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Microsoft Windows Technology

Windows 8 PCs Still Throttled By Crapware 657

jfruh writes "Windows 8's Metro UI presents a clean and spiffy new interface for Microsoft's latest OS. But one of the operating system's oldest and most hated problems — crapware — still lurks below the surface. For instance, the Acer Aspire 7600U is an all-in-one that, at $1,900, is hardly a bargain-basement PC. And yet as shipped it includes over 50 pieces of OEM and third-party software pre-installed, much of which simply offer trials for paid services."
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Windows 8 PCs Still Throttled By Crapware

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  • by nurb432 ( 527695 ) on Monday November 26, 2012 @09:27PM (#42100889) Homepage Journal

    Root then install a 3rd party ROM. Get a direct from china device that doesn't have it in the first place.

    Problem solved.

  • Crapware by design (Score:2, Informative)

    by Anonymous Coward on Monday November 26, 2012 @09:30PM (#42100933)

    Windows 8 arguably comes with crapware by default, even on a clean install. The Microsoft Store, Bing toolbars, weather and financial tiles, and the abomination that is TIFKAM (the interface formerly known as Metro). Clean and spiffy? I don't think so.

  • by Relayman ( 1068986 ) on Monday November 26, 2012 @09:32PM (#42100951)
    True, if you think Macs are not PCs...
  • by the eric conspiracy ( 20178 ) on Monday November 26, 2012 @09:36PM (#42100995)

    That's why I bought a Galaxy Nexus from Google. No blood sucking crapware, plus I don't have a contract with the Devil.

  • by sideslash ( 1865434 ) on Monday November 26, 2012 @09:43PM (#42101093)
    Everything that Windows 8 brings to the table works against bloatware -- for example, Windows 8 Store apps can't monopolize CPU and memory unless the user deliberately launches and is actively running them, generally speaking. Store apps (aka Metro) are very well behaved due to intentional OS constraints. Desktop apps can still be poorly behaved and set themselves to run on startup, phone home, etc., but that's just because Windows 8 is compatible with poorly behaved apps written for previous Windows versions. Microsoft's Windows 8 software logo requirements for desktop apps mandate that apps _not_ add themselves to the "run on startup" registry keys. But that part is not enforced, which was the right call on Microsoft's part. If they made Windows desktop software a walled garden, everybody here would be screaming bloody murder.

    tl;dr version: basically Windows 8 brings a substantial improvement against bloatware in that the RT/Metro/Store side protects your CPU/memory resources from being consumed by it; but the legacy desktop side is still an unlocked experience, and vendors can install junk on there if they want to.
  • Disable it (Score:5, Informative)

    by Namarrgon ( 105036 ) on Monday November 26, 2012 @09:54PM (#42101169) Homepage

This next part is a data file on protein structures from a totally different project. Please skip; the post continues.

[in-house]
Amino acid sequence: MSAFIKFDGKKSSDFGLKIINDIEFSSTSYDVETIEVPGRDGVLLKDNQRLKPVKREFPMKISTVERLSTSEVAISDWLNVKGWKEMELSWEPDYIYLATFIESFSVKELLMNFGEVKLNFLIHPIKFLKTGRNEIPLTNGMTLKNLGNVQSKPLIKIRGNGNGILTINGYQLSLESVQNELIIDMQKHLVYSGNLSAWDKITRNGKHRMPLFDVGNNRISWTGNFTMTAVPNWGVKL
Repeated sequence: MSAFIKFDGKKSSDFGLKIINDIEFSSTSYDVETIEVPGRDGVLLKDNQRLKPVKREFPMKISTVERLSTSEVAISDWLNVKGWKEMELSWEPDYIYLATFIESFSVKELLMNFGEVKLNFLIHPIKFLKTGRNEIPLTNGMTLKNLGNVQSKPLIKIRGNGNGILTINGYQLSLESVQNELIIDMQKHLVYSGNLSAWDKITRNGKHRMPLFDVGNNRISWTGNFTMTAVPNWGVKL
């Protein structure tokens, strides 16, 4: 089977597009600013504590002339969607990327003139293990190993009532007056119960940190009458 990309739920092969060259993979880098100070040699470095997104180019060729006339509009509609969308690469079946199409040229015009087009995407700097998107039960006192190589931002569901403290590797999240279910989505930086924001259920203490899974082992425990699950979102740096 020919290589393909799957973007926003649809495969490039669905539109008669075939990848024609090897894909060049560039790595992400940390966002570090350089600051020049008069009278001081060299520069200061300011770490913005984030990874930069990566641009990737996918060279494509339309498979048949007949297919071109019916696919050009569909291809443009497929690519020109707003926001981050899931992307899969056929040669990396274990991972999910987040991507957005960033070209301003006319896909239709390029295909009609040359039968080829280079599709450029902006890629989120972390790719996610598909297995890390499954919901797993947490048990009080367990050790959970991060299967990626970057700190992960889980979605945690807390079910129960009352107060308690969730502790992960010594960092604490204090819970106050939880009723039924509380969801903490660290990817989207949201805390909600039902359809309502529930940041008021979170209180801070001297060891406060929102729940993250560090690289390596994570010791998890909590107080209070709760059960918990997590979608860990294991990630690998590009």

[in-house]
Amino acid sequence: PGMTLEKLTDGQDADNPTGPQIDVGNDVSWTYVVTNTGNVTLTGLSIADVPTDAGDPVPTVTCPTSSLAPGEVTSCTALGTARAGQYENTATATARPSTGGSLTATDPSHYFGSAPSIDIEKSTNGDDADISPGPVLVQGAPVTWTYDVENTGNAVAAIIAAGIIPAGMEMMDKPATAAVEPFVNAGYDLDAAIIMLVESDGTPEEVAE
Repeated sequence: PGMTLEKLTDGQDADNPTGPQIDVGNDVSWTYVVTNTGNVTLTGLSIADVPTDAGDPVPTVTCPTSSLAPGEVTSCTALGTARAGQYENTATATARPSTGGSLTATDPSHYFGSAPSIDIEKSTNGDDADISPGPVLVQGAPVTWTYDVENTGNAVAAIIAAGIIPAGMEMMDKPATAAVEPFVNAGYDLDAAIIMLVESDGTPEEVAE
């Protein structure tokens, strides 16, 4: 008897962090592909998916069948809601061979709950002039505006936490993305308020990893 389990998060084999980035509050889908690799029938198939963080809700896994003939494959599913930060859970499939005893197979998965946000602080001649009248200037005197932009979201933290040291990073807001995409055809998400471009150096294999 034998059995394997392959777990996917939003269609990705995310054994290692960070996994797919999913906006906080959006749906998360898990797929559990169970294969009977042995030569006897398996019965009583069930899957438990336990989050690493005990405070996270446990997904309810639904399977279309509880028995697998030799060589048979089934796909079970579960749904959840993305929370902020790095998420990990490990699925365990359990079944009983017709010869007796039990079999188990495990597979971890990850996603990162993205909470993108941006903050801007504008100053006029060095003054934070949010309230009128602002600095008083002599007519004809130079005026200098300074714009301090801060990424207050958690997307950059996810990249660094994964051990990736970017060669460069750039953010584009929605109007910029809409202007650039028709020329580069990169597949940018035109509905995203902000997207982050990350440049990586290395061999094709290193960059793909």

As of Ice Cream Sandwich:

    - Settings / Apps / All
    - Select the unwanted app/service
    - Click Disable.

    It's still in ROM of course, but it won't show up in the App Draw, it won't be started on boot, and it won't consume any memory or CPU time.

  • by Anonymous Coward on Monday November 26, 2012 @10:00PM (#42101221)

    That's the cost to fix a PC that the OEMs already messed up. All PCs bought from the Microsoft Store come crapware-free.

  • Re:Nothing new here (Score:4, Informative)

    by Gr8Apes ( 679165 ) on Monday November 26, 2012 @10:05PM (#42101265)

    This is the OEM business model. ... Even with a premium PC line, they won't turn down these dollars thrust upon them from Symantec, and the online-game-of-the-week.

    This is a premium PC? Well, premium price anyways, when compared to an Apple iMac [] I see a higher res screen and better graphics for less. Of course, it'll also come sans all the fingerprints on the screen, since it's not a touch screen. I think that alone is worth several hundred $ in Apple's favor, or however much you value your finger should you ever try to touch my monitor. I kid, I kid... not.

  • by lexman098 ( 1983842 ) on Monday November 26, 2012 @10:18PM (#42101345)

    I think your making some big assumptions. Rooting the one x is very easy []. Worst case scenerio most of the time is you have to reflash.

    Or just deal with a locked phone full of crapware...

  • by OldSport ( 2677879 ) on Monday November 26, 2012 @10:19PM (#42101349)

    Right click > open with > select program and check "always use this program for this kind of file." Just so you know. And you could always, like, uninstall the Word preview if you weren't planning on using it, which would solve the problem as well.

    I had a similar problem on my Mac. Fucking iTunes used to try to open every movie I made in iMovie, so then a clicked the mouse a few times and told it not to. Problem solved.

  • by sdnoob ( 917382 ) on Monday November 26, 2012 @10:24PM (#42101411)

    the big PC makers make a ton of money off those crapware distribution deals.. they make money on windows in the end, which is why you won't find a no-OS or linux PC from any of them for the same price as a windows one of the same model and specs...

    i suspect windows 8 will be *worse* than earlier versions, due to having two separate user interfaces to pollute instead of just one.

  • by PCM2 ( 4486 ) on Monday November 26, 2012 @10:48PM (#42101525) Homepage

    If you're talking about QuickTime for Windows, there's a big difference between that and the QuickTime that comes with Mac OS X in terms of the things you describe.

  • Re:Nothing new here (Score:5, Informative)

    by PNutts ( 199112 ) on Monday November 26, 2012 @10:53PM (#42101551)

    And they mark up for it.

    Building your own, if you know what you're doing and know what you want is usually cheaper. But it does require work on your part, and while most of building a computer is pretty trivial some stuff (like correctly wiring a case to a mobo, or properly applying contact paste for a cooling fan) can really hold people back. Also, time and space.

    Not really. It's hard to find as cheap parts that they use in the pre-built stuff. A quick look at NewEgg shows a Windows 7 mini-tower, AMD dual core x64, 4GB RAM, 320GB HD, AMD Radeon HD, integrated sound card, gigabit Ethernet, and 150W power supply for $229. Even if not a Cyber Monday price, picking the cheapest of everything quickly surpasses a pre-built PC these days. And for me it's difficult to pick the cheapest of every component.

  • by AaronLS ( 1804210 ) on Monday November 26, 2012 @10:54PM (#42101559)

    I would like to differentiate where the problem is, and provide suggestions on how people can avoid this problem.

    This is a problem with buying from certain manufacturers/retailers who add bloatware. Simply don't support this practice with your purchases. It has nothing to do with the OS. Linux and Android are just as susceptible to this if not more since the OS is open source, such as when wireless providers modify the Android OS itself(rather than simply adding applications) which can cripple the OS with bloated features, instability, or poorly designed UI. In this case you can't simply uninstall an app to undo the problem, but usually must flash the device. I'm not saying the OS being open source is a bad thing; I'm just pointing out how some carriers abuse this.